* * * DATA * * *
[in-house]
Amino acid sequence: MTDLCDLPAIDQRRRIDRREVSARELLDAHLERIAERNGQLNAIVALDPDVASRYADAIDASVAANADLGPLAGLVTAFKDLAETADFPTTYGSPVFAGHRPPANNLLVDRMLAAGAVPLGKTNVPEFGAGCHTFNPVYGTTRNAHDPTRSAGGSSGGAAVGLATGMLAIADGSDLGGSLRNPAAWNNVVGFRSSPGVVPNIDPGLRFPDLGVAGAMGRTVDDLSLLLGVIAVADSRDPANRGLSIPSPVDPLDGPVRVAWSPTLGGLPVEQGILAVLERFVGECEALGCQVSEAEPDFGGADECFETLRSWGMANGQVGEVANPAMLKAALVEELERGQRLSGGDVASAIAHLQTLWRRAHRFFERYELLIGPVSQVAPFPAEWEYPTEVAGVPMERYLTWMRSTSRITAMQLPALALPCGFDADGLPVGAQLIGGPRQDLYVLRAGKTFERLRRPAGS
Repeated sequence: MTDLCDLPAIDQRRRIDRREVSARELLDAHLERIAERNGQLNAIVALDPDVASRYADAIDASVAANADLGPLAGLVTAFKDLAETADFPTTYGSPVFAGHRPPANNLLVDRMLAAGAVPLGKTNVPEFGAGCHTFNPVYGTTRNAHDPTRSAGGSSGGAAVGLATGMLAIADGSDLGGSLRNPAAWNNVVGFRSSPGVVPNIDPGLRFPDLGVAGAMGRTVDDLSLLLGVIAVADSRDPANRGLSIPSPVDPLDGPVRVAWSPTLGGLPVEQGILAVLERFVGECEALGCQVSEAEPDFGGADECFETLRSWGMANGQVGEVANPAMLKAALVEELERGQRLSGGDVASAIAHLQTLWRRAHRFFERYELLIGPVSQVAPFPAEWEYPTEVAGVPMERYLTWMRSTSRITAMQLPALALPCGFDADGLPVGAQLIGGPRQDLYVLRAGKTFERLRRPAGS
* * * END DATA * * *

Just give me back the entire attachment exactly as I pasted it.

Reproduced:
[in-house]
Amino acid sequence: MTDLCDLPAIDQRRRIDRREVSARELLDAHLERIAERNGQLNAIVALDPDVASRYADAIDASVAANADLGPLAGLVTAFKDLAETADFPTTYGSPVFAGHRPPANNLLVDRMLAAGAVPLGKTNVPEFGAGCHTFNPVYGTTRNAHDPTRSAGGSSGGAAVGLATGMLAIADGSDLGGSLRNPAAWNNVVGFRSSPGVVPNIDPGLRFPDLGVAGAMGRTVDDLSLLLGVIAVADSRDPANRGLSIPSPVDPLDGPVRVAWSPTLGGLPVEQGILAVLERFVGECEALGCQVSEAEPDFGGADECFETLRSWGMANGQVGEVANPAMLKAALVEELERGQRLSGGDVASAIAHLQTLWRRAHRFFERYELLIGPVSQVAPFPAEWEYPTEVAGVPMERYLTWMRSTSRITAMQLPALALPCGFDADGLPVGAQLIGGPRQDLYVLRAGKTFERLRRPAGS
Repeated sequence: MTDLCDLPAIDQRRRIDRREVSARELLDAHLERIAERNGQLNAIVALDPDVASRYADAIDASVAANADLGPLAGLVTAFKDLAETADFPTTYGSPVFAGHRPPANNLLVDRMLAAGAVPLGKTNVPEFGAGCHTFNPVYGTTRNAHDPTRSAGGSSGGAAVGLATGMLAIADGSDLGGSLRNPAAWNNVVGFRSSPGVVPNIDPGLRFPDLGVAGAMGRTVDDLSLLLGVIAVADSRDPANRGLSIPSPVDPLDGPVRVAWSPTLGGLPVEQGILAVLERFVGECEALGCQVSEAEPDFGGADECFETLRSWGMANGQVGEVANPAMLKAALVEELERGQRLSGGDVASAIAHLQTLWRRAHRFFERYELLIGPVSQVAPFPAEWEYPTEVAGVPMERYLTWMRSTSRITAMQLPALALPCGFDADGLPVGAQLIGGPRQDLYVLRAGKTFERLRRPAGS